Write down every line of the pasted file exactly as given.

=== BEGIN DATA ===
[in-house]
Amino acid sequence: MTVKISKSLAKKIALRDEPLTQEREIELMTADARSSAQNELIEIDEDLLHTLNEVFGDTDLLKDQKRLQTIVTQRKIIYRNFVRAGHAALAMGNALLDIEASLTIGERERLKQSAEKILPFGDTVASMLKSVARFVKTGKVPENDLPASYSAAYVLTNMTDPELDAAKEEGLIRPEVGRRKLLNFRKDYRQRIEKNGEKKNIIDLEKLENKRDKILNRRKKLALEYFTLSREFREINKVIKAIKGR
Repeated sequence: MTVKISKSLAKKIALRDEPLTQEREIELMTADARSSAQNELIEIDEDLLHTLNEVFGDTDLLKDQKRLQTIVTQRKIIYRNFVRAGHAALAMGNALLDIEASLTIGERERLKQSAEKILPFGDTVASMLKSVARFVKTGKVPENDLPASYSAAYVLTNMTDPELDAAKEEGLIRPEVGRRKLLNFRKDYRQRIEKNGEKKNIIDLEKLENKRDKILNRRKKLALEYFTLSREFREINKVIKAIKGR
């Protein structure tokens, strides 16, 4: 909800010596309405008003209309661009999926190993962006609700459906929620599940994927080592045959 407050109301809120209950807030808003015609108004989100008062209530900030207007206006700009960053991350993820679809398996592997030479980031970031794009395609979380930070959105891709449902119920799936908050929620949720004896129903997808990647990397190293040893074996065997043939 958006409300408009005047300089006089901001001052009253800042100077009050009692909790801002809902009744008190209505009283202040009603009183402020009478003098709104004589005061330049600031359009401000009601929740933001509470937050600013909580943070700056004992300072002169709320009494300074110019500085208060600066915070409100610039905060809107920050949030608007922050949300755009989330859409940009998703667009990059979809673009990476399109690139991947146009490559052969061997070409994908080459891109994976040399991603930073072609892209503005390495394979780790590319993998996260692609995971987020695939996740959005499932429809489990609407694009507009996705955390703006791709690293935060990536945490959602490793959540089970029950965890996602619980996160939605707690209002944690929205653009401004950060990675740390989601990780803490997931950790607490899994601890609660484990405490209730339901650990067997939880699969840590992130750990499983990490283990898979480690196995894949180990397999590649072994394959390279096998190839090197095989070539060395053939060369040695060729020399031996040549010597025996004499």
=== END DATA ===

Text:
[in-house]
Amino acid sequence: MTVKISKSLAKKIALRDEPLTQEREIELMTADARSSAQNELIEIDEDLLHTLNEVFGDTDLLKDQKRLQTIVTQRKIIYRNFVRAGHAALAMGNALLDIEASLTIGERERLKQSAEKILPFGDTVASMLKSVARFVKTGKVPENDLPASYSAAYVLTNMTDPELDAAKEEGLIRPEVGRRKLLNFRKDYRQRIEKNGEKKNIIDLEKLENKRDKILNRRKKLALEYFTLSREFREINKVIKAIKGR
Repeated sequence: MTVKISKSLAKKIALRDEPLTQEREIELMTADARSSAQNELIEIDEDLLHTLNEVFGDTDLLKDQKRLQTIVTQRKIIYRNFVRAGHAALAMGNALLDIEASLTIGERERLKQSAEKILPFGDTVASMLKSVARFVKTGKVPENDLPASYSAAYVLTNMTDPELDAAKEEGLIRPEVGRRKLLNFRKDYRQRIEKNGEKKNIIDLEKLENKRDKILNRRKKLALEYFTLSREFREINKVIKAIKGR
């Protein structure tokens, strides 16, 4: 909800010596309405008003209309661009999926190993962006609700459906929620599940994927080592045959 407050109301809120209950807030808003015609108004989100008062209530900030207007206006700009960053991350993820679809398996592997030479980031970031794009395609979380930070959105891709449902119920799936908050929620949720004896129903997808990647990397190293040893074996065997043939 958006409300408009005047300089006089901001001052009253800042100077009050009692909790801002809902009744008190209505009283202040009603009183402020009478003098709104004589005061330049600031359009401000009601929740933001509470937050600013909580943070700056004992300072002169709320009494300074110019500085208060600066915070409100610039905060809107920050949030608007922050949300755009989330859409940009998703667009990059979809673009990476399109690139991947146009490559052969061997070409994908080459891109994976040399991603930073072609892209503005390495394979780790590319993998996260692609995971987020695939996740959005499932429809489990609407694009507009996705955390703006791709690293935060990536945490959602490793959540089970029950965890996602619980996160939605707690209002944690929205653009401004950060990675740390989601990780803490997931950790607490899994601890609660484990405490209730339901650990067997939880699969840590992130750990499983990490283990898979480690196995894949180990397999590649072994394959390279096998190839090197095989070539060395053939060369040695060729020399031996040549010597025996004499």